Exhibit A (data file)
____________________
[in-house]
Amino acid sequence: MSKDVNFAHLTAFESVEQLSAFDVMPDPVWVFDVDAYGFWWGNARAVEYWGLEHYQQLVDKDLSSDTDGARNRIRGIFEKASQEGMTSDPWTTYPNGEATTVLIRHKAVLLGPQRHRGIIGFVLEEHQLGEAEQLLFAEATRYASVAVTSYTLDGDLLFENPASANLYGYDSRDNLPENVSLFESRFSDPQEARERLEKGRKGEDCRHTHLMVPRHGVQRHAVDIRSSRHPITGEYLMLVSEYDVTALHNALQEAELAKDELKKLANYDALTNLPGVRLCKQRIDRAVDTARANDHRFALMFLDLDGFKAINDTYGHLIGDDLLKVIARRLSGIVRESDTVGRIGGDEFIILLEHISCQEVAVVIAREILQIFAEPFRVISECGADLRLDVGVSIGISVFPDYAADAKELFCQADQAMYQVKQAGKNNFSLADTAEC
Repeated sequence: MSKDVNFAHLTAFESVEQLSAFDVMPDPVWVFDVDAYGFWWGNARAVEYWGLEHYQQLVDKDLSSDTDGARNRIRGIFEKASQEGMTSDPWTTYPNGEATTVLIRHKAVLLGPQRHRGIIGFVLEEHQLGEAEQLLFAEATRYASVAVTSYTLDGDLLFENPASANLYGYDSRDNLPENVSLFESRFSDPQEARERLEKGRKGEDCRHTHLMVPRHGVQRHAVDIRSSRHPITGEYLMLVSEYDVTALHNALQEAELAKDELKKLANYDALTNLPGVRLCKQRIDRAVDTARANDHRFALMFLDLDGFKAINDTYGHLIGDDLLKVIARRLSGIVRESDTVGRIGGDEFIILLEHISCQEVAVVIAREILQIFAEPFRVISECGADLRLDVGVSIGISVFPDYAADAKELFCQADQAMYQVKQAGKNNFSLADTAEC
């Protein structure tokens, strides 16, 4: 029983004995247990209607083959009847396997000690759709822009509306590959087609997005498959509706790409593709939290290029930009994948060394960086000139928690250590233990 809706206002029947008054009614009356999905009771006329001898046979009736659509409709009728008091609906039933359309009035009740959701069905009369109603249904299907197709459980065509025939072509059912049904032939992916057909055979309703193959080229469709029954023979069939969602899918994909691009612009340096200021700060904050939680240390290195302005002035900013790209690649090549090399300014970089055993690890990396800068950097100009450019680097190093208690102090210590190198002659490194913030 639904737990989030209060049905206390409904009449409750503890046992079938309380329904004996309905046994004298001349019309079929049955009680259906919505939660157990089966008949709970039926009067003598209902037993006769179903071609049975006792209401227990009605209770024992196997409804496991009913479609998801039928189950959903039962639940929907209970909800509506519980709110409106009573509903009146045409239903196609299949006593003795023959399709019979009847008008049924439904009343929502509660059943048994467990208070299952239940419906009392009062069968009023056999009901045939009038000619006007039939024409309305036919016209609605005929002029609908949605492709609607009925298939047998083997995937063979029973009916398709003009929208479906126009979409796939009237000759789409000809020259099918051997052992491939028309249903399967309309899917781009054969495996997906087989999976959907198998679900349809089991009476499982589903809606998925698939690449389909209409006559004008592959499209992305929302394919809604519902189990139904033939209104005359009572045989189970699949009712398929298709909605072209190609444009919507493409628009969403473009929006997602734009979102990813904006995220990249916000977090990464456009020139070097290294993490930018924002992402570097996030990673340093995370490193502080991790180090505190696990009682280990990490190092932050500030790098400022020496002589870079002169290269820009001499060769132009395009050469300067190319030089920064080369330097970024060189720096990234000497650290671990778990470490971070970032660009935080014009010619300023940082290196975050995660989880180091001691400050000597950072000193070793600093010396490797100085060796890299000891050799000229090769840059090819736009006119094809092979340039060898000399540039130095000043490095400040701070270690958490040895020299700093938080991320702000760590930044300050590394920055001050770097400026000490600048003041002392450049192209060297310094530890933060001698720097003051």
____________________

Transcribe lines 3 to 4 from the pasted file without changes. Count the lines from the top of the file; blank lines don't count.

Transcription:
Repeated sequence: MSKDVNFAHLTAFESVEQLSAFDVMPDPVWVFDVDAYGFWWGNARAVEYWGLEHYQQLVDKDLSSDTDGARNRIRGIFEKASQEGMTSDPWTTYPNGEATTVLIRHKAVLLGPQRHRGIIGFVLEEHQLGEAEQLLFAEATRYASVAVTSYTLDGDLLFENPASANLYGYDSRDNLPENVSLFESRFSDPQEARERLEKGRKGEDCRHTHLMVPRHGVQRHAVDIRSSRHPITGEYLMLVSEYDVTALHNALQEAELAKDELKKLANYDALTNLPGVRLCKQRIDRAVDTARANDHRFALMFLDLDGFKAINDTYGHLIGDDLLKVIARRLSGIVRESDTVGRIGGDEFIILLEHISCQEVAVVIAREILQIFAEPFRVISECGADLRLDVGVSIGISVFPDYAADAKELFCQADQAMYQVKQAGKNNFSLADTAEC
């Protein structure tokens, strides 16, 4: 029983004995247990209607083959009847396997000690759709822009509306590959087609997005498959509706790409593709939290290029930009994948060394960086000139928690250590233990 809706206002029947008054009614009356999905009771006329001898046979009736659509409709009728008091609906039933359309009035009740959701069905009369109603249904299907197709459980065509025939072509059912049904032939992916057909055979309703193959080229469709029954023979069939969602899918994909691009612009340096200021700060904050939680240390290195302005002035900013790209690649090549090399300014970089055993690890990396800068950097100009450019680097190093208690102090210590190198002659490194913030 639904737990989030209060049905206390409904009449409750503890046992079938309380329904004996309905046994004298001349019309079929049955009680259906919505939660157990089966008949709970039926009067003598209902037993006769179903071609049975006792209401227990009605209770024992196997409804496991009913479609998801039928189950959903039962639940929907209970909800509506519980709110409106009573509903009146045409239903196609299949006593003795023959399709019979009847008008049924439904009343929502509660059943048994467990208070299952239940419906009392009062069968009023056999009901045939009038000619006007039939024409309305036919016209609605005929002029609908949605492709609607009925298939047998083997995937063979029973009916398709003009929208479906126009979409796939009237000759789409000809020259099918051997052992491939028309249903399967309309899917781009054969495996997906087989999976959907198998679900349809089991009476499982589903809606998925698939690449389909209409006559004008592959499209992305929302394919809604519902189990139904033939209104005359009572045989189970699949009712398929298709909605072209190609444009919507493409628009969403473009929006997602734009979102990813904006995220990249916000977090990464456009020139070097290294993490930018924002992402570097996030990673340093995370490193502080991790180090505190696990009682280990990490190092932050500030790098400022020496002589870079002169290269820009001499060769132009395009050469300067190319030089920064080369330097970024060189720096990234000497650290671990778990470490971070970032660009935080014009010619300023940082290196975050995660989880180091001691400050000597950072000193070793600093010396490797100085060796890299000891050799000229090769840059090819736009006119094809092979340039060898000399540039130095000043490095400040701070270690958490040895020299700093938080991320702000760590930044300050590394920055001050770097400026000490600048003041002392450049192209060297310094530890933060001698720097003051």